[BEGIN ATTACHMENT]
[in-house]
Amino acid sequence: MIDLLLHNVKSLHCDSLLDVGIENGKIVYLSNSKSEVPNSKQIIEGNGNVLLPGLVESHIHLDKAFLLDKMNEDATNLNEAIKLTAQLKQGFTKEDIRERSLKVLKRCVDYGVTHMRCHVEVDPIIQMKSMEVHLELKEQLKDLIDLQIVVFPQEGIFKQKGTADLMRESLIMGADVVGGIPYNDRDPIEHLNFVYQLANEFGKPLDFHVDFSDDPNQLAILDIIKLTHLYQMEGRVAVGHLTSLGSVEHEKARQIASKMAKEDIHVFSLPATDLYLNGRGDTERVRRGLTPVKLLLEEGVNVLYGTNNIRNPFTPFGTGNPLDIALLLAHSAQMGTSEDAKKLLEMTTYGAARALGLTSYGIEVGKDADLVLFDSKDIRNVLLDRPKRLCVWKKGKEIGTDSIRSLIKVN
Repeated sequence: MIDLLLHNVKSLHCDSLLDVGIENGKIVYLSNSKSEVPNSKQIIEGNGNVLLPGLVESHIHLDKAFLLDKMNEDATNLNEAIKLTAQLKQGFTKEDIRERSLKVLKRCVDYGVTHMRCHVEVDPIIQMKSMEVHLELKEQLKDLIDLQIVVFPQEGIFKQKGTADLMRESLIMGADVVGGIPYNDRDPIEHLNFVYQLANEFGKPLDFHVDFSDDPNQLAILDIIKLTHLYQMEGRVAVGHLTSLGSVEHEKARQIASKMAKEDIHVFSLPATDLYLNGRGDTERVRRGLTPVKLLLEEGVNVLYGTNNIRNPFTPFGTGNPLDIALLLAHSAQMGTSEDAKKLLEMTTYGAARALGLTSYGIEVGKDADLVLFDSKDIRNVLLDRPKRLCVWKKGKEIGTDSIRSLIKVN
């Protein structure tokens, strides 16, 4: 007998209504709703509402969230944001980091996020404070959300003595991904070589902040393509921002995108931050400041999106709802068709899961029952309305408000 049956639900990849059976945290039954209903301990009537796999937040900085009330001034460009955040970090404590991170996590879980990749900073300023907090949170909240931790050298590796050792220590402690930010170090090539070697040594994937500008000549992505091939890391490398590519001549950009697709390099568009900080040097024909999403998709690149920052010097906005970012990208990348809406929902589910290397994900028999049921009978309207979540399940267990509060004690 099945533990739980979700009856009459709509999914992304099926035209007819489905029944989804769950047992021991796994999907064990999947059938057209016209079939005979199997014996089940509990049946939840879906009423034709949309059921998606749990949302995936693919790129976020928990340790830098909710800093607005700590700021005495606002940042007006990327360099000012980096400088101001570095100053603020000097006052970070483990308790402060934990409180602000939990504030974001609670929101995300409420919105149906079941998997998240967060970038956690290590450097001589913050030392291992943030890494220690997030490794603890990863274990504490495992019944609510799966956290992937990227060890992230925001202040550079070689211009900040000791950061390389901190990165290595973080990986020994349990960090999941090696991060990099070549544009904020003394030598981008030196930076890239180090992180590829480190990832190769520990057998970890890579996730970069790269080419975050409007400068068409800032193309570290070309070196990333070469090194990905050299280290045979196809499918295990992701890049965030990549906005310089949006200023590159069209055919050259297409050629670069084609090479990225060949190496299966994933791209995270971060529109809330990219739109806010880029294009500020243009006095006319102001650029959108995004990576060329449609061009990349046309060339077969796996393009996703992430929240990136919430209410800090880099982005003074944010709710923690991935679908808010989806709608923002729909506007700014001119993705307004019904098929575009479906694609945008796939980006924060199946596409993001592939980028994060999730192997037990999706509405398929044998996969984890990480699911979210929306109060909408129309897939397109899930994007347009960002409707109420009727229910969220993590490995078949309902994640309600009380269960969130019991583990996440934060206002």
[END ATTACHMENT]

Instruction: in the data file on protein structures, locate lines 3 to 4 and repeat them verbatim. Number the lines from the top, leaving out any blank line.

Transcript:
Repeated sequence: MIDLLLHNVKSLHCDSLLDVGIENGKIVYLSNSKSEVPNSKQIIEGNGNVLLPGLVESHIHLDKAFLLDKMNEDATNLNEAIKLTAQLKQGFTKEDIRERSLKVLKRCVDYGVTHMRCHVEVDPIIQMKSMEVHLELKEQLKDLIDLQIVVFPQEGIFKQKGTADLMRESLIMGADVVGGIPYNDRDPIEHLNFVYQLANEFGKPLDFHVDFSDDPNQLAILDIIKLTHLYQMEGRVAVGHLTSLGSVEHEKARQIASKMAKEDIHVFSLPATDLYLNGRGDTERVRRGLTPVKLLLEEGVNVLYGTNNIRNPFTPFGTGNPLDIALLLAHSAQMGTSEDAKKLLEMTTYGAARALGLTSYGIEVGKDADLVLFDSKDIRNVLLDRPKRLCVWKKGKEIGTDSIRSLIKVN
């Protein structure tokens, strides 16, 4: 007998209504709703509402969230944001980091996020404070959300003595991904070589902040393509921002995108931050400041999106709802068709899961029952309305408000 049956639900990849059976945290039954209903301990009537796999937040900085009330001034460009955040970090404590991170996590879980990749900073300023907090949170909240931790050298590796050792220590402690930010170090090539070697040594994937500008000549992505091939890391490398590519001549950009697709390099568009900080040097024909999403998709690149920052010097906005970012990208990348809406929902589910290397994900028999049921009978309207979540399940267990509060004690 099945533990739980979700009856009459709509999914992304099926035209007819489905029944989804769950047992021991796994999907064990999947059938057209016209079939005979199997014996089940509990049946939840879906009423034709949309059921998606749990949302995936693919790129976020928990340790830098909710800093607005700590700021005495606002940042007006990327360099000012980096400088101001570095100053603020000097006052970070483990308790402060934990409180602000939990504030974001609670929101995300409420919105149906079941998997998240967060970038956690290590450097001589913050030392291992943030890494220690997030490794603890990863274990504490495992019944609510799966956290992937990227060890992230925001202040550079070689211009900040000791950061390389901190990165290595973080990986020994349990960090999941090696991060990099070549544009904020003394030598981008030196930076890239180090992180590829480190990832190769520990057998970890890579996730970069790269080419975050409007400068068409800032193309570290070309070196990333070469090194990905050299280290045979196809499918295990992701890049965030990549906005310089949006200023590159069209055919050259297409050629670069084609090479990225060949190496299966994933791209995270971060529109809330990219739109806010880029294009500020243009006095006319102001650029959108995004990576060329449609061009990349046309060339077969796996393009996703992430929240990136919430209410800090880099982005003074944010709710923690991935679908808010989806709608923002729909506007700014001119993705307004019904098929575009479906694609945008796939980006924060199946596409993001592939980028994060999730192997037990999706509405398929044998996969984890990480699911979210929306109060909408129309897939397109899930994007347009960002409707109420009727229910969220993590490995078949309902994640309600009380269960969130019991583990996440934060206002």